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EE 507 <br />SuhasDeshpande<br />Dr Druzgalski<br />Telesurgery<br />
Introduction<br />Telemedicine<br />Importance<br />Telesurgery blocks<br />Network<br />Robotic unit<br />Sensors<br />Re...
“Telesurgery, also called remote surgery, is performed by a surgeon at a site removed from the patient. Surgical tasks are...
Training new surgeons <br />Assisting and training surgeons in developing countries <br />Treating injured soldiers on or ...
Robotic surgery is a method for performing minimally invasive surgery by computer aid<br />The master – slave architecture...
The surgery was performed from a building in Manhattan by Dr. Marescaux and his assistant Dr. Gagner were in New York. The...
Block diagram Telesurgery<br />http://bionics.soe.ucsc.edu/publications/CP_31.pdf<br />
Network<br />Network requirements for telesurgery<br />reliability<br />an acceptable end-to-end delay<br />the ability to...
Da Vinci Surgical System by Intuitive Surgical, leading company in the field of digital surgery(>210 devices)<br />Approve...
Davinci surgical system<br />[2],[9]<br />
Master(doctor) side<br />Cybergloves<br />SEMG control of robotic Arm<br />Slave(Patient) Side<br />Haptic Feedback<br />S...
The glove has 18 sensors placed at critical points to measure the posture of the hand<br />The sensors are long, thin stri...
SEMG control robotic arm<br />Surface electromyography (SEMG) is a useful technique for recording non-invasively the elect...
The robotic systems currently available have visual feedback only<br />Integrating haptic feedback like force, acceleratio...
Telesurgery system with haptic feedback<br />When the slave forceps grips an object, the force with which the slave forcep...
[1] http://www.surgeryencyclopedia.com/St-Wr/Telesurgery.html<br />[2] http://biomed.brown.edu/Courses/BI108/BI108_2005_Gr...
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Telesurgery

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Telesurgery

  1. 1. EE 507 <br />SuhasDeshpande<br />Dr Druzgalski<br />Telesurgery<br />
  2. 2. Introduction<br />Telemedicine<br />Importance<br />Telesurgery blocks<br />Network<br />Robotic unit<br />Sensors<br />References<br />Overview<br />Source: Frost & Sulivan<br />
  3. 3. “Telesurgery, also called remote surgery, is performed by a surgeon at a site removed from the patient. Surgical tasks are directly performed by a robotic system controlled by the surgeon at the remote site.”<br /> The word "telesurgery" is derived from the Greek words tele , meaning ‘far off’ and cheirourgia meaning ‘working by hand’.<br />centralizing of healthcare expertise<br />the increasing use and accuracy of electro-mechanical and imaging aids in healthcare<br />the desire to provide healthcare in a hostile or inaccessible area<br />cost savings are possible e.g. inexpensive compared to flying doctors<br />frees the surgeon from the operating room, protects the surgeon from the radiation of X ray or radical medicine,<br />Telesurgery<br />[1]<br />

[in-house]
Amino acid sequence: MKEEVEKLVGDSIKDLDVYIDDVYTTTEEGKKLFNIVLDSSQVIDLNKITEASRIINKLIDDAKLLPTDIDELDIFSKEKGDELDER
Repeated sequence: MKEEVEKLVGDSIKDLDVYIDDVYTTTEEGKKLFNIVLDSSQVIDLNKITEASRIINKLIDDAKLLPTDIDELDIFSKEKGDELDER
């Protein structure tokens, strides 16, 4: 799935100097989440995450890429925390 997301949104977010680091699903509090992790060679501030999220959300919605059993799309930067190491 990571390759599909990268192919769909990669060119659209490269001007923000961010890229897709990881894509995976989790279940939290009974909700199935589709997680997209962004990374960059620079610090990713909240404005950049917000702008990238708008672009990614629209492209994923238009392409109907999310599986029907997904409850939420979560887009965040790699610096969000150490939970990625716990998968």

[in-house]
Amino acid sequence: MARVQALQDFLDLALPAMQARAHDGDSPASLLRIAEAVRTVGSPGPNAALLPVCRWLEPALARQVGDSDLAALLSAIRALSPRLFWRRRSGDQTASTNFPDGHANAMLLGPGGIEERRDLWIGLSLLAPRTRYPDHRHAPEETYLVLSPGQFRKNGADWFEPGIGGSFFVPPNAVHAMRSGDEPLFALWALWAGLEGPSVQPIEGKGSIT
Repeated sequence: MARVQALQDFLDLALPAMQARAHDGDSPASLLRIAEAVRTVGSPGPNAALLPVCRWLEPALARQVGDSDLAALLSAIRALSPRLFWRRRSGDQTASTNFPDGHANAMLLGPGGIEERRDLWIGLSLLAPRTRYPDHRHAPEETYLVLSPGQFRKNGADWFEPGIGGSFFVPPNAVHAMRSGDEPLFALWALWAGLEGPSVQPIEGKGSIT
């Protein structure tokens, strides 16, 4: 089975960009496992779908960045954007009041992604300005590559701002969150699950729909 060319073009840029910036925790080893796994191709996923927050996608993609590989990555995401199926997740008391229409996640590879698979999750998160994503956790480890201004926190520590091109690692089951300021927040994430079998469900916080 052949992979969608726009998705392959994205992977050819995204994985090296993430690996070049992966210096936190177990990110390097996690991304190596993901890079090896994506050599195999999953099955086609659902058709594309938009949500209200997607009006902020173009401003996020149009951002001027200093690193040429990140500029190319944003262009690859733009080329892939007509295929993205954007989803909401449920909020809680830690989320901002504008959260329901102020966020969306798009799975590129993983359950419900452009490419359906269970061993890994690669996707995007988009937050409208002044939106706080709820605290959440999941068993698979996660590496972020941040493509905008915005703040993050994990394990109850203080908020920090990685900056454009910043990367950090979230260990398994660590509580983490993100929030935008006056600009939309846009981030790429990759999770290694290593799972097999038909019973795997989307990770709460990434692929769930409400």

4. 4. Training new surgeons <br />Assisting and training surgeons in developing countries <br />Treating injured soldiers on or near the battlefield <br />Performing surgical procedures in space <br />Collaborating and mentoring during surgery by surgeons around the globe <br />Applications <br />
  5. 5. Robotic surgery is a method for performing minimally invasive surgery by computer aid<br />The master – slave architecture of surgical robots leads to a possibility of long distance operation<br />Robotic Surgery<br />[9]<br />
  6. 6. The surgery was performed from a building in Manhattan by Dr. Marescaux and his assistant Dr. Gagner were in New York. The patient being in Strasbourg, France.<br />Consisted of a removal of the gall bladder using a minimally-invasive procedure<br />The first trial simulations of telesurgery took place with a transmission delay of about 200 milliseconds, Subsequent work reduced the time delay to 150 milliseconds.<br />Lindebergh Operation<br />1988: Minimally-invasive surgery enables surgical procedures to be guided by introducing a camera without requiring opening of the abdomen or thorax.<br />1996: Computer-assisted surgery. This type of surgery involves inserting a computer interface between the surgeon and the patient, enabling an analysis of the surgeon's actions. Artificial intelligence enhances the safety of operating actions and makes them more precise<br />September 7, 2001: Telesurgery<br />
  7. 7. Block diagram Telesurgery<br />http://bionics.soe.ucsc.edu/publications/CP_31.pdf<br />